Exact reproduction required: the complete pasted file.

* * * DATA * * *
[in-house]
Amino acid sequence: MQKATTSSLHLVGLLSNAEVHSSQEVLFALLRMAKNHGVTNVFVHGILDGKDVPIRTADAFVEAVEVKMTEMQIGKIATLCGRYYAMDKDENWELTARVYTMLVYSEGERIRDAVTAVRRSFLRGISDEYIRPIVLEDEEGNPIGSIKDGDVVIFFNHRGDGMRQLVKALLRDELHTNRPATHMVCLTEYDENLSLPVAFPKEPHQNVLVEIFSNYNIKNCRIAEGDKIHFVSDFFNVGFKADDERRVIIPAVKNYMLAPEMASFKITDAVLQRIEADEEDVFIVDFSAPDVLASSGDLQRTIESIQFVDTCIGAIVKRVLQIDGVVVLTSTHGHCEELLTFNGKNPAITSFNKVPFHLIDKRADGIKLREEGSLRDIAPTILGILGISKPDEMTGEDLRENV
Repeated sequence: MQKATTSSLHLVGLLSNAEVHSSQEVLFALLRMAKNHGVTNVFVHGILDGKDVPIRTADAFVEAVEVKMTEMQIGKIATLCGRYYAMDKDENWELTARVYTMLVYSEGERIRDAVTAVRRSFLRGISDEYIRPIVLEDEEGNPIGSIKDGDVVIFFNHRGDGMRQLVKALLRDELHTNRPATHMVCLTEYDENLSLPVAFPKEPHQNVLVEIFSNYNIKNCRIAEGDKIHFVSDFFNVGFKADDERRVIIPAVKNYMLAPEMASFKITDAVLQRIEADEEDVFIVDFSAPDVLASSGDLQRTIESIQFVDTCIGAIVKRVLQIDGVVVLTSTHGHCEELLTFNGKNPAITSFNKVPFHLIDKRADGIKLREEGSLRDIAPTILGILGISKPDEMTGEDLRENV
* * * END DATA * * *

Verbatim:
[in-house]
Amino acid sequence: MQKATTSSLHLVGLLSNAEVHSSQEVLFALLRMAKNHGVTNVFVHGILDGKDVPIRTADAFVEAVEVKMTEMQIGKIATLCGRYYAMDKDENWELTARVYTMLVYSEGERIRDAVTAVRRSFLRGISDEYIRPIVLEDEEGNPIGSIKDGDVVIFFNHRGDGMRQLVKALLRDELHTNRPATHMVCLTEYDENLSLPVAFPKEPHQNVLVEIFSNYNIKNCRIAEGDKIHFVSDFFNVGFKADDERRVIIPAVKNYMLAPEMASFKITDAVLQRIEADEEDVFIVDFSAPDVLASSGDLQRTIESIQFVDTCIGAIVKRVLQIDGVVVLTSTHGHCEELLTFNGKNPAITSFNKVPFHLIDKRADGIKLREEGSLRDIAPTILGILGISKPDEMTGEDLRENV
Repeated sequence: MQKATTSSLHLVGLLSNAEVHSSQEVLFALLRMAKNHGVTNVFVHGILDGKDVPIRTADAFVEAVEVKMTEMQIGKIATLCGRYYAMDKDENWELTARVYTMLVYSEGERIRDAVTAVRRSFLRGISDEYIRPIVLEDEEGNPIGSIKDGDVVIFFNHRGDGMRQLVKALLRDELHTNRPATHMVCLTEYDENLSLPVAFPKEPHQNVLVEIFSNYNIKNCRIAEGDKIHFVSDFFNVGFKADDERRVIIPAVKNYMLAPEMASFKITDAVLQRIEADEEDVFIVDFSAPDVLASSGDLQRTIESIQFVDTCIGAIVKRVLQIDGVVVLTSTHGHCEELLTFNGKNPAITSFNKVPFHLIDKRADGIKLREEGSLRDIAPTILGILGISKPDEMTGEDLRENV